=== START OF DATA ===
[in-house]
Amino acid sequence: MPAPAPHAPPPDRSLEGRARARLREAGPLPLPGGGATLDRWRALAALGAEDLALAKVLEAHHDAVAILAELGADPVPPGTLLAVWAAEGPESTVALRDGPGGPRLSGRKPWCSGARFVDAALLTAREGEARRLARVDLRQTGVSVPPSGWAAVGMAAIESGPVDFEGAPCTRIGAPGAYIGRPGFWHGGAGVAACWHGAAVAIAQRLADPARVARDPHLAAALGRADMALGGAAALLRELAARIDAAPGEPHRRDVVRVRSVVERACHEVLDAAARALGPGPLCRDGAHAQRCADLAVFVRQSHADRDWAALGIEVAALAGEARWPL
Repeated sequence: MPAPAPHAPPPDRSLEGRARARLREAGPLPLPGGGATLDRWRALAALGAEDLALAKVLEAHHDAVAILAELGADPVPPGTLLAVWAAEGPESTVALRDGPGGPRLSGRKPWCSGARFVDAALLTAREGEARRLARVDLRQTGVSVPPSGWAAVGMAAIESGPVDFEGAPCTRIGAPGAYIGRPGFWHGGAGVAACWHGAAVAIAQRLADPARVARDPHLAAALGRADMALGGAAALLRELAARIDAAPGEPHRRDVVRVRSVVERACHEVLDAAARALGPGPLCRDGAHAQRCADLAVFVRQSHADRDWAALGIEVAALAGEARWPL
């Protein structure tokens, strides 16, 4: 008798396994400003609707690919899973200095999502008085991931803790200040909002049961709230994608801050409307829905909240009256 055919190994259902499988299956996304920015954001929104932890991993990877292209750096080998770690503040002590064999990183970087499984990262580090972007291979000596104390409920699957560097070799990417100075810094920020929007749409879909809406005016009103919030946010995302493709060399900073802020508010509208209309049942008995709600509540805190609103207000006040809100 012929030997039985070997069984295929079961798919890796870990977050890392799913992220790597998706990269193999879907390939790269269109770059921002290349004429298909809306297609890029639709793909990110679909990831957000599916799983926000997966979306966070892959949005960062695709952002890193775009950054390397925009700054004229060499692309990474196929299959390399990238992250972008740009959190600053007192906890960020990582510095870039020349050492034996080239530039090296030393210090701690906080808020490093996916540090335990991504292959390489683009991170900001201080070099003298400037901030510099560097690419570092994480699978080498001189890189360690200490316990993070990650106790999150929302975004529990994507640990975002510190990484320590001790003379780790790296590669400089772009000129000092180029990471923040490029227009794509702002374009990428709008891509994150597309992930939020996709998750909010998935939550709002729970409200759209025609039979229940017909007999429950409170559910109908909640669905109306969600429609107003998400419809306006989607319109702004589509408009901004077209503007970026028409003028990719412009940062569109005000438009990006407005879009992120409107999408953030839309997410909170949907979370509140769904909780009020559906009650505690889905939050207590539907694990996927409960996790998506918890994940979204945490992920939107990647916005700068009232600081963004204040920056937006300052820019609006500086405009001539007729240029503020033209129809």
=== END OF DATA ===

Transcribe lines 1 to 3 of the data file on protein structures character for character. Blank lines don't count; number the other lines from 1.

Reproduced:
[in-house]
Amino acid sequence: MPAPAPHAPPPDRSLEGRARARLREAGPLPLPGGGATLDRWRALAALGAEDLALAKVLEAHHDAVAILAELGADPVPPGTLLAVWAAEGPESTVALRDGPGGPRLSGRKPWCSGARFVDAALLTAREGEARRLARVDLRQTGVSVPPSGWAAVGMAAIESGPVDFEGAPCTRIGAPGAYIGRPGFWHGGAGVAACWHGAAVAIAQRLADPARVARDPHLAAALGRADMALGGAAALLRELAARIDAAPGEPHRRDVVRVRSVVERACHEVLDAAARALGPGPLCRDGAHAQRCADLAVFVRQSHADRDWAALGIEVAALAGEARWPL
Repeated sequence: MPAPAPHAPPPDRSLEGRARARLREAGPLPLPGGGATLDRWRALAALGAEDLALAKVLEAHHDAVAILAELGADPVPPGTLLAVWAAEGPESTVALRDGPGGPRLSGRKPWCSGARFVDAALLTAREGEARRLARVDLRQTGVSVPPSGWAAVGMAAIESGPVDFEGAPCTRIGAPGAYIGRPGFWHGGAGVAACWHGAAVAIAQRLADPARVARDPHLAAALGRADMALGGAAALLRELAARIDAAPGEPHRRDVVRVRSVVERACHEVLDAAARALGPGPLCRDGAHAQRCADLAVFVRQSHADRDWAALGIEVAALAGEARWPL